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Nickels and dimes add up to better T2 outcomes

Walk _sm

 

A US study has found people with type 2 diabetes who undertake regular walking for exercise can save themselves almost a dime with every step.

 

The University of Michigan researchers found walking programs that use pedometers to help people with diabetes become more physically active produce out-of-pocket savings.

 

"In general, people with diabetes face higher health care costs than people without diabetes, since diabetes management includes medical costs from daily blood sugar monitoring equipment to regular vision and foot assessments," said researcher Mona AuYoung.

 

Considering the trend in rising health care costs, the research team examined step count data for 7,594 obese participants in a walking program (Walkingspree) in 2010.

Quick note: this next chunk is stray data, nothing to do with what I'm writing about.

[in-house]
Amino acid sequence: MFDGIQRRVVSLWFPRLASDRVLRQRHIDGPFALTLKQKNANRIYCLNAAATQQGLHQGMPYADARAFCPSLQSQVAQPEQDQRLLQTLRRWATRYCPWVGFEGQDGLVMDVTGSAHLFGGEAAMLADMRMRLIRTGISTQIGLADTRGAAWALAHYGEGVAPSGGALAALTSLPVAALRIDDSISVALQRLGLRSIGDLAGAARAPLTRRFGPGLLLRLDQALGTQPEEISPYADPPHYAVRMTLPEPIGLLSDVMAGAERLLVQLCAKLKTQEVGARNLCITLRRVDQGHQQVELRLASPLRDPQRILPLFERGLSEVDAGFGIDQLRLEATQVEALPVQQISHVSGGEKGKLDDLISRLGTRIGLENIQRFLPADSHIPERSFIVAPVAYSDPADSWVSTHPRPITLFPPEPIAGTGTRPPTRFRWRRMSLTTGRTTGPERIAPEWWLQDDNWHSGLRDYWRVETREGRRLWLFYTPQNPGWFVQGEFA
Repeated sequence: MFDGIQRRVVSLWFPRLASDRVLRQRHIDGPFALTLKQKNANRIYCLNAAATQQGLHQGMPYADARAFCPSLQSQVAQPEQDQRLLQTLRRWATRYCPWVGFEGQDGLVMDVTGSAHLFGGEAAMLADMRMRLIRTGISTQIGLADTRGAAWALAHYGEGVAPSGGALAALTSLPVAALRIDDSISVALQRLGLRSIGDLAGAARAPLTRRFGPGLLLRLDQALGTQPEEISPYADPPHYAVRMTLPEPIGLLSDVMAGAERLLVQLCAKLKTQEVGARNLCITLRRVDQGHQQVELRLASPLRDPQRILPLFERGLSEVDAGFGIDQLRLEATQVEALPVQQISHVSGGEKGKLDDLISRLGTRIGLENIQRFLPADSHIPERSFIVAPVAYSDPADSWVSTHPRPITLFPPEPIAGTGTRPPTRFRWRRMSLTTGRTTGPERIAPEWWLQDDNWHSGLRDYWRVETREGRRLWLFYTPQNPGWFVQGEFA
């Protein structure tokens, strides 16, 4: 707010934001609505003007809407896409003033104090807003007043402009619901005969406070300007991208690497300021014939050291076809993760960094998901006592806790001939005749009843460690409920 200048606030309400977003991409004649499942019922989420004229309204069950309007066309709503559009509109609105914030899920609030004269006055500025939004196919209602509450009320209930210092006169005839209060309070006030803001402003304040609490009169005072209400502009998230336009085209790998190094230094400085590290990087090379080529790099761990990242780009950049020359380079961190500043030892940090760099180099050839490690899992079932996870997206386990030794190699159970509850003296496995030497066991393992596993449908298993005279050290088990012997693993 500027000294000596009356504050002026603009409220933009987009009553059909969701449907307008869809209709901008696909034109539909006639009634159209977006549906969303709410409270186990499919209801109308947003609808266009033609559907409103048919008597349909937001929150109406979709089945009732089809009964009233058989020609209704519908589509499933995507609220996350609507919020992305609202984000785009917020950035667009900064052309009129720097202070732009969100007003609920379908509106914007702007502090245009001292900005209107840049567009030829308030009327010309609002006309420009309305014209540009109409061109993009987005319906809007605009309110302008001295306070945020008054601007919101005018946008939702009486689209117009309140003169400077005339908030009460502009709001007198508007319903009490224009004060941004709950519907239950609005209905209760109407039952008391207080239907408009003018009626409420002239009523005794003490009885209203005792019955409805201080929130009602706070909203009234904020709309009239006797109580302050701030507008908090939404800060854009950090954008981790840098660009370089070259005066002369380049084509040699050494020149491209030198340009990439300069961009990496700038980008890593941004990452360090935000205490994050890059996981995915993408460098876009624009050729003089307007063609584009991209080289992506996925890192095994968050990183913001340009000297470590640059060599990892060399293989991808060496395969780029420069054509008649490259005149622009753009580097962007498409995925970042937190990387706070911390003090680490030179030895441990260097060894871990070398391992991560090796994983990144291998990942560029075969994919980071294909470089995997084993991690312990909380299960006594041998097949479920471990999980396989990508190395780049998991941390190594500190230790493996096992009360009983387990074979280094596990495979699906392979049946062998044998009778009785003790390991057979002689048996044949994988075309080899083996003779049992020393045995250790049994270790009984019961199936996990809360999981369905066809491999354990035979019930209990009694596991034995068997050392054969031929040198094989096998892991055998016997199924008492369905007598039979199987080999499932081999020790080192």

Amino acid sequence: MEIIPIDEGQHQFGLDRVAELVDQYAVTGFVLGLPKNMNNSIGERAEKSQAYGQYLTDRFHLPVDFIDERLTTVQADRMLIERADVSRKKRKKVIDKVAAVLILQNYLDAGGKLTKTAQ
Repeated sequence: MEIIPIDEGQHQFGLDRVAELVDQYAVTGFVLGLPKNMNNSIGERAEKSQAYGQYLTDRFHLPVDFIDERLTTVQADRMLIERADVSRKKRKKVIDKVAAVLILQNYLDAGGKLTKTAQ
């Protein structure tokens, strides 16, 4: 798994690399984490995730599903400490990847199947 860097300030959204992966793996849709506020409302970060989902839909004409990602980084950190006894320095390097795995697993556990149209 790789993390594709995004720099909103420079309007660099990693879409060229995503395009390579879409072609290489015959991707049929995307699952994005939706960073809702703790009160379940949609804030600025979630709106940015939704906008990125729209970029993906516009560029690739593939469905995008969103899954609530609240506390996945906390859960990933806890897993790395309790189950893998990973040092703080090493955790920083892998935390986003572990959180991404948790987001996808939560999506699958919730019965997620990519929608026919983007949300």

The participants were offered savings of up to 20 per cent of their out-of-pocket health care expenses, providing their step counts were uploaded every 30 days and that daily averages of at least 5,000 steps were maintained for three months or more.

 

The researchers compared the change in total annual health care costs for the year before and after the program.

 

Their findings included: 

  • Every additional 100 daily steps taken by participants was related to an average individual saving of $9.07.
  • On average, individuals without diabetes experienced greater total cost reductions compared to those with diabetes or diabetes with complications.
  • Among individuals who averaged at least 5,000 daily steps, the average expected total change in annual health care costs was $872.67 for people with diabetes and $2491.88 for people with diabetes with complications.

 

Even though people with diabetes have greater health care costs, increasing daily steps may help slow the rate of costs increases over time.

 

These findings were presented at a paper session (titled "Can a Pedometer-Based Walking Program Lower Health Care Costs Among Adults with Type 2 Diabetes?") on March 31, 2017.

 

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